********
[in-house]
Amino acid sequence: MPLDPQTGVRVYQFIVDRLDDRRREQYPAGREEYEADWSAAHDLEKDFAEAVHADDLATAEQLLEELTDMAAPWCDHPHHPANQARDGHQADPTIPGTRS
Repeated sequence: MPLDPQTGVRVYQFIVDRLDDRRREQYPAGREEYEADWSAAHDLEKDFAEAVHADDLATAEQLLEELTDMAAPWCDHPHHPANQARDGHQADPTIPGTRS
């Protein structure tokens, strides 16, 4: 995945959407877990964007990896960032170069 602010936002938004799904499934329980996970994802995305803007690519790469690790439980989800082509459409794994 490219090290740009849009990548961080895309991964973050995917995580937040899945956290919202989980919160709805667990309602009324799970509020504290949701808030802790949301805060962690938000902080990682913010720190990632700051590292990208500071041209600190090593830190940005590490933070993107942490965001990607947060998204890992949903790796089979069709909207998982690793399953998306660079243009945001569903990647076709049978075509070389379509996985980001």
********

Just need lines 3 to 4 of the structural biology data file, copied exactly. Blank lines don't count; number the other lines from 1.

Repeated sequence: MPLDPQTGVRVYQFIVDRLDDRRREQYPAGREEYEADWSAAHDLEKDFAEAVHADDLATAEQLLEELTDMAAPWCDHPHHPANQARDGHQADPTIPGTRS
């Protein structure tokens, strides 16, 4: 995945959407877990964007990896960032170069 602010936002938004799904499934329980996970994802995305803007690519790469690790439980989800082509459409794994 490219090290740009849009990548961080895309991964973050995917995580937040899945956290919202989980919160709805667990309602009324799970509020504290949701808030802790949301805060962690938000902080990682913010720190990632700051590292990208500071041209600190090593830190940005590490933070993107942490965001990607947060998204890992949903790796089979069709909207998982690793399953998306660079243009945001569903990647076709049978075509070389379509996985980001």